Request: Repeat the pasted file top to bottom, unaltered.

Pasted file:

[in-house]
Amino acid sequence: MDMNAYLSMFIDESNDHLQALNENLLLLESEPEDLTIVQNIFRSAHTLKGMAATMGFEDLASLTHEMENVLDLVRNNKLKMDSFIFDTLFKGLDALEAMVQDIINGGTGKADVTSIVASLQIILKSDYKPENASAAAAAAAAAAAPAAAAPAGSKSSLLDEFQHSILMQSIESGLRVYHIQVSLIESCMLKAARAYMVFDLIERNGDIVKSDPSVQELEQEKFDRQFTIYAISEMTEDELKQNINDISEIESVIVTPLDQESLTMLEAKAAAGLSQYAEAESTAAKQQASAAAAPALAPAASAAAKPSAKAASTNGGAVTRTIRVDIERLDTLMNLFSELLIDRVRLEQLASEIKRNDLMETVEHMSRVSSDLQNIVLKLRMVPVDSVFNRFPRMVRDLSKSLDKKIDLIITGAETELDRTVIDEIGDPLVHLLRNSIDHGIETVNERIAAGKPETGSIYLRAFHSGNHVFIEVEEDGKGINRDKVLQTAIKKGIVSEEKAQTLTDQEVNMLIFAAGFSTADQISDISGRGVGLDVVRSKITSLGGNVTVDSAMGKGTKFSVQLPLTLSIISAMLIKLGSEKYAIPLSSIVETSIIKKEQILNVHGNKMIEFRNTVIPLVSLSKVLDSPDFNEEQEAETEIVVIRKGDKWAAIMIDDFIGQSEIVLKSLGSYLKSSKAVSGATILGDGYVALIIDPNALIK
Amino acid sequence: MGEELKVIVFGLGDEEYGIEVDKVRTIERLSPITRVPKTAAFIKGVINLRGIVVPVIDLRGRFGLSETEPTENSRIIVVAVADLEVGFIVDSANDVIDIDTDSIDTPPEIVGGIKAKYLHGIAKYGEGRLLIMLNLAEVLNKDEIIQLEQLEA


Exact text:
[in-house]
Amino acid sequence: MDMNAYLSMFIDESNDHLQALNENLLLLESEPEDLTIVQNIFRSAHTLKGMAATMGFEDLASLTHEMENVLDLVRNNKLKMDSFIFDTLFKGLDALEAMVQDIINGGTGKADVTSIVASLQIILKSDYKPENASAAAAAAAAAAAPAAAAPAGSKSSLLDEFQHSILMQSIESGLRVYHIQVSLIESCMLKAARAYMVFDLIERNGDIVKSDPSVQELEQEKFDRQFTIYAISEMTEDELKQNINDISEIESVIVTPLDQESLTMLEAKAAAGLSQYAEAESTAAKQQASAAAAPALAPAASAAAKPSAKAASTNGGAVTRTIRVDIERLDTLMNLFSELLIDRVRLEQLASEIKRNDLMETVEHMSRVSSDLQNIVLKLRMVPVDSVFNRFPRMVRDLSKSLDKKIDLIITGAETELDRTVIDEIGDPLVHLLRNSIDHGIETVNERIAAGKPETGSIYLRAFHSGNHVFIEVEEDGKGINRDKVLQTAIKKGIVSEEKAQTLTDQEVNMLIFAAGFSTADQISDISGRGVGLDVVRSKITSLGGNVTVDSAMGKGTKFSVQLPLTLSIISAMLIKLGSEKYAIPLSSIVETSIIKKEQILNVHGNKMIEFRNTVIPLVSLSKVLDSPDFNEEQEAETEIVVIRKGDKWAAIMIDDFIGQSEIVLKSLGSYLKSSKAVSGATILGDGYVALIIDPNALIK
Amino acid sequence: MGEELKVIVFGLGDEEYGIEVDKVRTIERLSPITRVPKTAAFIKGVINLRGIVVPVIDLRGRFGLSETEPTENSRIIVVAVADLEVGFIVDSANDVIDIDTDSIDTPPEIVGGIKAKYLHGIAKYGEGRLLIMLNLAEVLNKDEIIQLEQLEA